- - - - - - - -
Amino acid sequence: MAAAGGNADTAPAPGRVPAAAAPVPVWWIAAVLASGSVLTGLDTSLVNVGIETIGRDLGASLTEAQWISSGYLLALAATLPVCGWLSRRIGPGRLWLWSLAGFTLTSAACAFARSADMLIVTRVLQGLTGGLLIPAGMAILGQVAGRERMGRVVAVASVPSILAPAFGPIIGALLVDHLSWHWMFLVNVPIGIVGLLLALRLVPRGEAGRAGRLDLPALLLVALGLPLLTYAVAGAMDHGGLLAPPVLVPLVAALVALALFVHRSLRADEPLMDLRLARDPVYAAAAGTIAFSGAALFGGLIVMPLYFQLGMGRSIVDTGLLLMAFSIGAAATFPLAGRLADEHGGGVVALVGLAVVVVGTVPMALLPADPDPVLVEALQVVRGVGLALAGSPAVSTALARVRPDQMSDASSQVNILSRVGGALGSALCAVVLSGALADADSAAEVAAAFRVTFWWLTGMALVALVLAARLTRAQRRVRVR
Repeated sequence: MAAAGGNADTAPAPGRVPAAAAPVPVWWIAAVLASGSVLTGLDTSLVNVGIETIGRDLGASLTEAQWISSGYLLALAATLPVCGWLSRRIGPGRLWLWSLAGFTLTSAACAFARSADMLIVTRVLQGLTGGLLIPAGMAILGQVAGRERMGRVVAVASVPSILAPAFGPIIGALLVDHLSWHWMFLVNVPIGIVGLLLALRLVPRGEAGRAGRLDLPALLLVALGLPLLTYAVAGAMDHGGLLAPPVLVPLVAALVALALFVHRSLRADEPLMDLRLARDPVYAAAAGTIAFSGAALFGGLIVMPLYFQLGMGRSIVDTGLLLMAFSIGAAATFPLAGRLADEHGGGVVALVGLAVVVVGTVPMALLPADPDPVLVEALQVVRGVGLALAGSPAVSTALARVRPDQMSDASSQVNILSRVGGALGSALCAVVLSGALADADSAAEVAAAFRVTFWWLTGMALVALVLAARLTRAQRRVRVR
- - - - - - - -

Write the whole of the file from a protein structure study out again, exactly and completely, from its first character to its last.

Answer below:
Amino acid sequence: MAAAGGNADTAPAPGRVPAAAAPVPVWWIAAVLASGSVLTGLDTSLVNVGIETIGRDLGASLTEAQWISSGYLLALAATLPVCGWLSRRIGPGRLWLWSLAGFTLTSAACAFARSADMLIVTRVLQGLTGGLLIPAGMAILGQVAGRERMGRVVAVASVPSILAPAFGPIIGALLVDHLSWHWMFLVNVPIGIVGLLLALRLVPRGEAGRAGRLDLPALLLVALGLPLLTYAVAGAMDHGGLLAPPVLVPLVAALVALALFVHRSLRADEPLMDLRLARDPVYAAAAGTIAFSGAALFGGLIVMPLYFQLGMGRSIVDTGLLLMAFSIGAAATFPLAGRLADEHGGGVVALVGLAVVVVGTVPMALLPADPDPVLVEALQVVRGVGLALAGSPAVSTALARVRPDQMSDASSQVNILSRVGGALGSALCAVVLSGALADADSAAEVAAAFRVTFWWLTGMALVALVLAARLTRAQRRVRVR
Repeated sequence: MAAAGGNADTAPAPGRVPAAAAPVPVWWIAAVLASGSVLTGLDTSLVNVGIETIGRDLGASLTEAQWISSGYLLALAATLPVCGWLSRRIGPGRLWLWSLAGFTLTSAACAFARSADMLIVTRVLQGLTGGLLIPAGMAILGQVAGRERMGRVVAVASVPSILAPAFGPIIGALLVDHLSWHWMFLVNVPIGIVGLLLALRLVPRGEAGRAGRLDLPALLLVALGLPLLTYAVAGAMDHGGLLAPPVLVPLVAALVALALFVHRSLRADEPLMDLRLARDPVYAAAAGTIAFSGAALFGGLIVMPLYFQLGMGRSIVDTGLLLMAFSIGAAATFPLAGRLADEHGGGVVALVGLAVVVVGTVPMALLPADPDPVLVEALQVVRGVGLALAGSPAVSTALARVRPDQMSDASSQVNILSRVGGALGSALCAVVLSGALADADSAAEVAAAFRVTFWWLTGMALVALVLAARLTRAQRRVRVR